These waves can happen often, and sometimes they may overtake you. Horatio Spafford described it well in the familiar hymn, IT IS WELL. After the deaths of his four daughters at sea, he penned, “When sorrows like sea billows roll…”
Recently, while on vacation at the ocean and playing in waves, I discovered rather fast that tides can suddenly change, causing the waves to become unmanageable. I specifically learned to never turn my back on the sea! After riding a few waves I thought I had everything under control. It was then that I turned around to see if my husband was watching when I got caught off guard by a billowing wave. It dumped me head first, looping me several times around my boogie board before landing on my feet again. As I surfaced the water my son was by my side and said, “Mom, you alright? Do you need help?” After gaining my equilibrium and composure, and the assurance of his presence, I opted to get out of the water and enjoy the waves from a safer vantage point.
On this same vacation, I experienced another wave. Only this was a wave of grief that Spafford so articulately described in his song as a rolling “sea billow”.
We were at the same resort with my son and his family that we had spent time at with our daughters just months before they died. There is a choice of four pools at this resort. This day we were in the one that held many memories of the girls. The others were swimming, talking, or relaxing so I allowed my thoughts to go back in time with Jessica to this very pool.
At first, I tried to ignore the memories. But they were too vivid. I could see Jess standing in the water behind the fountain, then diving under it before performing her underwater handstand. Finally, I swam a lap of the pool imagining she was swimming right beside me as before. A tear fell from my eyes as I positioned my arms on the edge of the pool as we had once done while blowing water from our mouths. Only now, the water poured from eyes, and I began weeping uncontrollably.
I must stop! But the sea billow had already swept over me, and all I could do was to wait till it subsided. Suddenly, a butterfly landed poolside, close to where my arm was resting. Jessica loved butterflies. God had provided many such sightings of these beautiful creatures before to bring me comfort. Here was yet one more. Tears streamed from my eyes at the sight of this beauty.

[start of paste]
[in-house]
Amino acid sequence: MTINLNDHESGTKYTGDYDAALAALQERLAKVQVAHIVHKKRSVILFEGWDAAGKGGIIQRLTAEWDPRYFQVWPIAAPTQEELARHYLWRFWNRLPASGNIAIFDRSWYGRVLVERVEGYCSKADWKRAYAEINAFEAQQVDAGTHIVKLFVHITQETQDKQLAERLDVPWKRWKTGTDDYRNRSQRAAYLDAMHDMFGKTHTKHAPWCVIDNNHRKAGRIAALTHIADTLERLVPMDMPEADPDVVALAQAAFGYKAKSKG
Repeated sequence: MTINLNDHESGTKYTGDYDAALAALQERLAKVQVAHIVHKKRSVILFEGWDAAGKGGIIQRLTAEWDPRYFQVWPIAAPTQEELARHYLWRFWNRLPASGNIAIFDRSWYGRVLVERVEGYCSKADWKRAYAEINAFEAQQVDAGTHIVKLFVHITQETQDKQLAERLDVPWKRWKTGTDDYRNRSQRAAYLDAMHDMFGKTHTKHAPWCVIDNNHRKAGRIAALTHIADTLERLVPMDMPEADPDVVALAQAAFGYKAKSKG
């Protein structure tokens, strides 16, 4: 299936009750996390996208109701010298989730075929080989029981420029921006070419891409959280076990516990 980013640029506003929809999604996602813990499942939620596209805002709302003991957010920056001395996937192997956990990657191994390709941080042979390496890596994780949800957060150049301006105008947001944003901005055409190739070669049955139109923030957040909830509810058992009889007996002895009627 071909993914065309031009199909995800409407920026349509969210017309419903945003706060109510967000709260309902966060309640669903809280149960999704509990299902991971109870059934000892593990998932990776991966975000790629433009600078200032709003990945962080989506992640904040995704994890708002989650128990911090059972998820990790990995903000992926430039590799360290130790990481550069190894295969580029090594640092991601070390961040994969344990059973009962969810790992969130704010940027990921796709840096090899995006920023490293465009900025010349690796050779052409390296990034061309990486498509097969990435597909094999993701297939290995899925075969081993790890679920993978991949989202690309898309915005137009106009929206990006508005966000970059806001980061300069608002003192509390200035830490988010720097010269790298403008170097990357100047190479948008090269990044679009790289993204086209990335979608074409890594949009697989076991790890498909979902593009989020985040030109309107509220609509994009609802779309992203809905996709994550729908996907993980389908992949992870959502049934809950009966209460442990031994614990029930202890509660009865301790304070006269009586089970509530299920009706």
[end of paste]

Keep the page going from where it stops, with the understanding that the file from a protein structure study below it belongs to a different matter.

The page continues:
Stepping out of the water I moved swiftly to the bathroom. A refuge to calm down my stirred up emotions. Suddenly the outside door opened and there stood my daughter-in-law.
Just as Joey had offered his help in the waves, Bree’s presence there in the bathroom brought me comfort. She asked, “Are you OK?” I went on to explain my journey back into time. With tears in her eyes, she said, “There are a lot of good memories here, aren’t there? Then we both cried and embraced.
Had I not embraced this wave, I’d have missed the sweet comfort of these warm and explicit memories along with the butterfly sent from God. I would also have missed a very special moment of comfort allowing someone very dear to me to share in my pain.
Grief is not something to be ignored, endured, hid, or to be done with. It is a day to day journey where you need to be present in each moment. We grieve because we love. We need to allow ourselves to be human, accepting the touch from not only God—but other humans as well.
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Please remember that you are eternally loved. There was no beginning and there will be no end to God’s love for you!